Getting up in front of a class is never easy. Whether it’s a group of fitness participants or a classroom of first-year students, it is natural to hope we win them over with a spectacular presentation and sparkling material. We have an opportunity to engage our audience and share our knowledge but, for this to happen effectively, we need to be able to hold their attention and create engagement.
When the pandemic hit in 2020, I was teaching 5+ fitness classes a week during my maternity leave from Brock University. In a flash, gyms closed and in-person classes were effectively shut down indefinitely. I began to experiment with Zoom and eventually started offering online fitness classes to my contacts and friends, learning a great deal about technology in the process.
The changes that hit the fitness industry during the pandemic were novel, exciting, and a little bit scary. Suddenly, people had so many choices for working out; new apps seemed to emerge weekly and it was impossible to stay on top of all the free fitness content that was being churned out on social media channels and YouTube. On the one hand, as someone who LOVES finding new fitness ideas, this new world was full of possibility; on the other, it was a reminder that I needed to reflect on what value I brought (or could bring) to my own classes.
I began to absorb all of the material that I could find on engagement, exploring ways to build community in fitness classes, listen to my participants and add value to their class experience. I read books by Joe Navarro, a retired FBI agent who is an expert on body language. I listened to podcasts on the group fitness experience and how to use all five senses to create a memorable experience. I surveyed my participants to learn more about their goals and what would help them succeed.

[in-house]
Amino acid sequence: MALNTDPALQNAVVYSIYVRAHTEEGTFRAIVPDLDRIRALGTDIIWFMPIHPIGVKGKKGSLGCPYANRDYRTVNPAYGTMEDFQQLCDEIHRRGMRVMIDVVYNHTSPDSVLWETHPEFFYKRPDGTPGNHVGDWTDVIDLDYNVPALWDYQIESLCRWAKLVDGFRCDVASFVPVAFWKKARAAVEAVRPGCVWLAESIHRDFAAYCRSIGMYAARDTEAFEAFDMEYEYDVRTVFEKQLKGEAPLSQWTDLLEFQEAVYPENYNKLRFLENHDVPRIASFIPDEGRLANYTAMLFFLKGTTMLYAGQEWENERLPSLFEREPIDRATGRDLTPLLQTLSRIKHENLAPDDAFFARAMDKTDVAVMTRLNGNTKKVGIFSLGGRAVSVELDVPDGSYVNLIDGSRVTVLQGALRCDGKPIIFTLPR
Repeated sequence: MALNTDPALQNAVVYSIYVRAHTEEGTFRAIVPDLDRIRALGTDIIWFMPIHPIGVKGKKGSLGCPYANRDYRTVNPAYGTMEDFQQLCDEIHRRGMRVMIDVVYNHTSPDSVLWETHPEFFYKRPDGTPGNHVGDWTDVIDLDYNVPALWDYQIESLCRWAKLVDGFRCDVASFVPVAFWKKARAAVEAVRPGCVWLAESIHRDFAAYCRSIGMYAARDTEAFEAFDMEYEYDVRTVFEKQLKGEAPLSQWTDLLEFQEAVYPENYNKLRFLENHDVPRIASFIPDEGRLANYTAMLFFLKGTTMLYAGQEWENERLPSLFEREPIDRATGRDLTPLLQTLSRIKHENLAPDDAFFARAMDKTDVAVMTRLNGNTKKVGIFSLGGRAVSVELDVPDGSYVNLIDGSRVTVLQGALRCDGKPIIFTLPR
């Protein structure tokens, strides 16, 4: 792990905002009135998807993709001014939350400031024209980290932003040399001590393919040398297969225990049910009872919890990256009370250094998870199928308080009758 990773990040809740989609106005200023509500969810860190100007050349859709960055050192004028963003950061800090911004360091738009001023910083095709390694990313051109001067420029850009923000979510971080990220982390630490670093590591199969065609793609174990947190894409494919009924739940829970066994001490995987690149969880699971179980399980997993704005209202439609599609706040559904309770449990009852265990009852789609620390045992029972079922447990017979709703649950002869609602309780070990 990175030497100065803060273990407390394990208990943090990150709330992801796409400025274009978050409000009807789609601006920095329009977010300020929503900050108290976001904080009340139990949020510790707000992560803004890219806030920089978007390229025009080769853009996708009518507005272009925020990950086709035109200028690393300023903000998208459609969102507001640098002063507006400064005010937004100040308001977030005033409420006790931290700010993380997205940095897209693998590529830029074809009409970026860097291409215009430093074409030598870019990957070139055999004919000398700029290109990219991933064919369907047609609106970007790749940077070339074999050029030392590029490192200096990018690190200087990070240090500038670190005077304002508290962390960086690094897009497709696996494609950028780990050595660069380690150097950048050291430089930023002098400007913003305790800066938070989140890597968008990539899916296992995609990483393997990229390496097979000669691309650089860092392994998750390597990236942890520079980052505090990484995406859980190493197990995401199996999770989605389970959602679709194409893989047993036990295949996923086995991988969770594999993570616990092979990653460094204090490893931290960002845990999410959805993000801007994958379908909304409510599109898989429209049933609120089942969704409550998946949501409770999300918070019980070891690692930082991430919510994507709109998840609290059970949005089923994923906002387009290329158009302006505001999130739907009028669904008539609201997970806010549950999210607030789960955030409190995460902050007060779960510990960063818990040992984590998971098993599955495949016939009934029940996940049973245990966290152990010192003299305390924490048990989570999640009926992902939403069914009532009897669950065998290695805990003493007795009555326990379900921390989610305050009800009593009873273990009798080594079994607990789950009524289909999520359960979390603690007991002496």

I am not an expert on the topic by any stretch but what I discovered is summed up nicely in the quote at the opening of this post – people remember how you made them feel. You can share interesting exercise facts, have the most amazing playlist and have a smoke machine going but, if your participants don’t walk away feeling good about the class and themselves, it won’t matter! Yes, the music can help create an emotion and staying on top of fitness education is so important, but how you made them feel in class will always win out.
We are emotional creatures and how we feel about an experience will shape whether or not we want to come back (and what we tell our friends).
I began to think about my library teaching with this new lens. How could I create great experiences in a library session where the content and audience was so different? Again, I returned to that simple idea – people remember how you make them feel. I began checking in with students at the beginning of a class to see how they were feeling (for example about online learning), using Mentimeter to allow them to answer anonymously. I tried to use student names as they answered questions and made sure to thank them for their attention. I built in stretch breaks and tried to dig deeper into their experiences. I ran a book club to better understand the stressors that students were facing.
So how can we give people all the feels? (in a fitness class or in a library classroom!)
At the core of creating a great experience is to think about what your class experience is like for your participant. Is it a positive and uplifting experience? Do you make a point of getting to know them, their goals and their challenges? Do you share positive energy or are you grumbling about your day?
Consider the following as you plan and reflect on classes: